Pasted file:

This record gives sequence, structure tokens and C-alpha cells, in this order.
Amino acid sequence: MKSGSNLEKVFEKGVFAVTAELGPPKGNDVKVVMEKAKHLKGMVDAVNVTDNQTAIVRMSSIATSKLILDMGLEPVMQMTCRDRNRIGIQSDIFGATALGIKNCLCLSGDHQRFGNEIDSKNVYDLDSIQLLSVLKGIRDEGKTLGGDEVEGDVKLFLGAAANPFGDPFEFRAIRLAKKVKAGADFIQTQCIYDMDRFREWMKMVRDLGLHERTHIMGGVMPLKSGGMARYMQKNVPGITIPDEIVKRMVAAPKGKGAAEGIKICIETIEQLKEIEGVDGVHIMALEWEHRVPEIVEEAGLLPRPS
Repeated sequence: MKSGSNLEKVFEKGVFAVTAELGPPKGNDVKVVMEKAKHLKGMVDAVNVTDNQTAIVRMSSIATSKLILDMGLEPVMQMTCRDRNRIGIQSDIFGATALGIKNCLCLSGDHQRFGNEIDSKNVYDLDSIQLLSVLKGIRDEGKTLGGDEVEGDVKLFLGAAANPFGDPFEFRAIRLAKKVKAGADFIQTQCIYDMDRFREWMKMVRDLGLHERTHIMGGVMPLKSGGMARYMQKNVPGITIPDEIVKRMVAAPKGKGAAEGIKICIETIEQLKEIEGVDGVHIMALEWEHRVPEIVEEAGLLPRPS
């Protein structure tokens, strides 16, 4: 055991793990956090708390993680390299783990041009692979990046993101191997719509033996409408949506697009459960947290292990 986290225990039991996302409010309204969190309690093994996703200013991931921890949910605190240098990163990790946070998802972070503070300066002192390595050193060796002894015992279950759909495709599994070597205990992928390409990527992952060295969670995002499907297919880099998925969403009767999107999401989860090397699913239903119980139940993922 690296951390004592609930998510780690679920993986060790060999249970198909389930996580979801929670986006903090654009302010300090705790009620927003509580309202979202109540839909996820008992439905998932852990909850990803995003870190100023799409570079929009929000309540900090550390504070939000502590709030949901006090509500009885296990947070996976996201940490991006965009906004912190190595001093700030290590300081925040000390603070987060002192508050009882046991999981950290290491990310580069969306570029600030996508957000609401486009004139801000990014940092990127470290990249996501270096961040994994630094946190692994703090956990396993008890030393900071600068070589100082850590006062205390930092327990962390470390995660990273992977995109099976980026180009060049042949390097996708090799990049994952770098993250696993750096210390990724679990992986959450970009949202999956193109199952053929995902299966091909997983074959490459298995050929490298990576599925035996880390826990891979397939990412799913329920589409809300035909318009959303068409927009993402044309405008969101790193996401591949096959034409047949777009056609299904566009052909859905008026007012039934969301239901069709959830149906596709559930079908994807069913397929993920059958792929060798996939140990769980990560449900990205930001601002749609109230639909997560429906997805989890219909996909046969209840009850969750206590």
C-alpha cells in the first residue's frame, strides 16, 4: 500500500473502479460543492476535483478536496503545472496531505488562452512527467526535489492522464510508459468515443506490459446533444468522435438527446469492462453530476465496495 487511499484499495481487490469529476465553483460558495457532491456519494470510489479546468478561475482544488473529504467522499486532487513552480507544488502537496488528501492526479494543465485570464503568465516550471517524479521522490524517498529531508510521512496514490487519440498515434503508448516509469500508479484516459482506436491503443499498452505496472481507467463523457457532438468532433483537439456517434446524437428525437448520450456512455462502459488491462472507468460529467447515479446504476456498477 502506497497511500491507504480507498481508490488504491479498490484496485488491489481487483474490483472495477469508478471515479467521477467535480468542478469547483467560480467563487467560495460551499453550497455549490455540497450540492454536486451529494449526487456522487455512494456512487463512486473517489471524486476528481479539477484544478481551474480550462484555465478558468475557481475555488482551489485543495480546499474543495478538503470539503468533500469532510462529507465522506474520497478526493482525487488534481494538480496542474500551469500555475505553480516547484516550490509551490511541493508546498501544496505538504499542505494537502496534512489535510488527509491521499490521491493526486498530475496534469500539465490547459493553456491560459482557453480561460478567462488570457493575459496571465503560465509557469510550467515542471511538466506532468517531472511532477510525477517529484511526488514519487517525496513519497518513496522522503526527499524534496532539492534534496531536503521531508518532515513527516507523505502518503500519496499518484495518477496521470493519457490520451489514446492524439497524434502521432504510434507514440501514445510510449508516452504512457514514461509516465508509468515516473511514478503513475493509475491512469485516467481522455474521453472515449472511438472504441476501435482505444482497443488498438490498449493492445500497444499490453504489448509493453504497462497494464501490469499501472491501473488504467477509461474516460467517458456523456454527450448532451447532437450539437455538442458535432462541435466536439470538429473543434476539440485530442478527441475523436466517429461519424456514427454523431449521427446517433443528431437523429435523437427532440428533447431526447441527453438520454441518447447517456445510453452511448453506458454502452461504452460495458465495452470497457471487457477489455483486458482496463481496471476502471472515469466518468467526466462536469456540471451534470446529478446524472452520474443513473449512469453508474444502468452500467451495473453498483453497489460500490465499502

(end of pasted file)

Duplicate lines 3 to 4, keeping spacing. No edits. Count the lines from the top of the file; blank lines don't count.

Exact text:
Repeated sequence: MKSGSNLEKVFEKGVFAVTAELGPPKGNDVKVVMEKAKHLKGMVDAVNVTDNQTAIVRMSSIATSKLILDMGLEPVMQMTCRDRNRIGIQSDIFGATALGIKNCLCLSGDHQRFGNEIDSKNVYDLDSIQLLSVLKGIRDEGKTLGGDEVEGDVKLFLGAAANPFGDPFEFRAIRLAKKVKAGADFIQTQCIYDMDRFREWMKMVRDLGLHERTHIMGGVMPLKSGGMARYMQKNVPGITIPDEIVKRMVAAPKGKGAAEGIKICIETIEQLKEIEGVDGVHIMALEWEHRVPEIVEEAGLLPRPS
């Protein structure tokens, strides 16, 4: 055991793990956090708390993680390299783990041009692979990046993101191997719509033996409408949506697009459960947290292990 986290225990039991996302409010309204969190309690093994996703200013991931921890949910605190240098990163990790946070998802972070503070300066002192390595050193060796002894015992279950759909495709599994070597205990992928390409990527992952060295969670995002499907297919880099998925969403009767999107999401989860090397699913239903119980139940993922 690296951390004592609930998510780690679920993986060790060999249970198909389930996580979801929670986006903090654009302010300090705790009620927003509580309202979202109540839909996820008992439905998932852990909850990803995003870190100023799409570079929009929000309540900090550390504070939000502590709030949901006090509500009885296990947070996976996201940490991006965009906004912190190595001093700030290590300081925040000390603070987060002192508050009882046991999981950290290491990310580069969306570029600030996508957000609401486009004139801000990014940092990127470290990249996501270096961040994994630094946190692994703090956990396993008890030393900071600068070589100082850590006062205390930092327990962390470390995660990273992977995109099976980026180009060049042949390097996708090799990049994952770098993250696993750096210390990724679990992986959450970009949202999956193109199952053929995902299966091909997983074959490459298995050929490298990576599925035996880390826990891979397939990412799913329920589409809300035909318009959303068409927009993402044309405008969101790193996401591949096959034409047949777009056609299904566009052909859905008026007012039934969301239901069709959830149906596709559930079908994807069913397929993920059958792929060798996939140990769980990560449900990205930001601002749609109230639909997560429906997805989890219909996909046969209840009850969750206590």